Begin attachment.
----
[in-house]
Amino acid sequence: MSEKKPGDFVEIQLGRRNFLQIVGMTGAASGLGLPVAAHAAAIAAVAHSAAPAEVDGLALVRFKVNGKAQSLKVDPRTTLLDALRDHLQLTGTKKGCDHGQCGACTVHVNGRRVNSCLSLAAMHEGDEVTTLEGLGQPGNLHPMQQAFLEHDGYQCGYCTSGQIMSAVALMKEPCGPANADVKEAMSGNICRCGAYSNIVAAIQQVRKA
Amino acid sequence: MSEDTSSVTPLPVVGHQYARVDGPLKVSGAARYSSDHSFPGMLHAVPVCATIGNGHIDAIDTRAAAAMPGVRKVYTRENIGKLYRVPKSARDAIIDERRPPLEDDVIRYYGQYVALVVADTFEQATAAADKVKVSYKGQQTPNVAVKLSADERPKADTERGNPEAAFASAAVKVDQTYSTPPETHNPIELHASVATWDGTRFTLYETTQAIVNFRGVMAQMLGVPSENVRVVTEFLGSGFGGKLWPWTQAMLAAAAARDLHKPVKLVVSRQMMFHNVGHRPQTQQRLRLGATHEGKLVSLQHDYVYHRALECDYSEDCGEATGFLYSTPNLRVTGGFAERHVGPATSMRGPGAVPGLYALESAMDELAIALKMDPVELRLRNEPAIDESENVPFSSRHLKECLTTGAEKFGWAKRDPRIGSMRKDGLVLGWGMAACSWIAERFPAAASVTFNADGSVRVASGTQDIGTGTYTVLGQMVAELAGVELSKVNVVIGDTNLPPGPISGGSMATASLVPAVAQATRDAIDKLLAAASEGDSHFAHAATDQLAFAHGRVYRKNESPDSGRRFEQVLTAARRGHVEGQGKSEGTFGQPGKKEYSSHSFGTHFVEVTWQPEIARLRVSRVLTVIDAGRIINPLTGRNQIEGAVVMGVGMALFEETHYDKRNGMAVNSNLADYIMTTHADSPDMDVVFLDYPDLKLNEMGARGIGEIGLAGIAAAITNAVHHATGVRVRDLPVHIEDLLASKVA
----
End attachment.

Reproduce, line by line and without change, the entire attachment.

[in-house]
Amino acid sequence: MSEKKPGDFVEIQLGRRNFLQIVGMTGAASGLGLPVAAHAAAIAAVAHSAAPAEVDGLALVRFKVNGKAQSLKVDPRTTLLDALRDHLQLTGTKKGCDHGQCGACTVHVNGRRVNSCLSLAAMHEGDEVTTLEGLGQPGNLHPMQQAFLEHDGYQCGYCTSGQIMSAVALMKEPCGPANADVKEAMSGNICRCGAYSNIVAAIQQVRKA
Amino acid sequence: MSEDTSSVTPLPVVGHQYARVDGPLKVSGAARYSSDHSFPGMLHAVPVCATIGNGHIDAIDTRAAAAMPGVRKVYTRENIGKLYRVPKSARDAIIDERRPPLEDDVIRYYGQYVALVVADTFEQATAAADKVKVSYKGQQTPNVAVKLSADERPKADTERGNPEAAFASAAVKVDQTYSTPPETHNPIELHASVATWDGTRFTLYETTQAIVNFRGVMAQMLGVPSENVRVVTEFLGSGFGGKLWPWTQAMLAAAAARDLHKPVKLVVSRQMMFHNVGHRPQTQQRLRLGATHEGKLVSLQHDYVYHRALECDYSEDCGEATGFLYSTPNLRVTGGFAERHVGPATSMRGPGAVPGLYALESAMDELAIALKMDPVELRLRNEPAIDESENVPFSSRHLKECLTTGAEKFGWAKRDPRIGSMRKDGLVLGWGMAACSWIAERFPAAASVTFNADGSVRVASGTQDIGTGTYTVLGQMVAELAGVELSKVNVVIGDTNLPPGPISGGSMATASLVPAVAQATRDAIDKLLAAASEGDSHFAHAATDQLAFAHGRVYRKNESPDSGRRFEQVLTAARRGHVEGQGKSEGTFGQPGKKEYSSHSFGTHFVEVTWQPEIARLRVSRVLTVIDAGRIINPLTGRNQIEGAVVMGVGMALFEETHYDKRNGMAVNSNLADYIMTTHADSPDMDVVFLDYPDLKLNEMGARGIGEIGLAGIAAAITNAVHHATGVRVRDLPVHIEDLLASKVA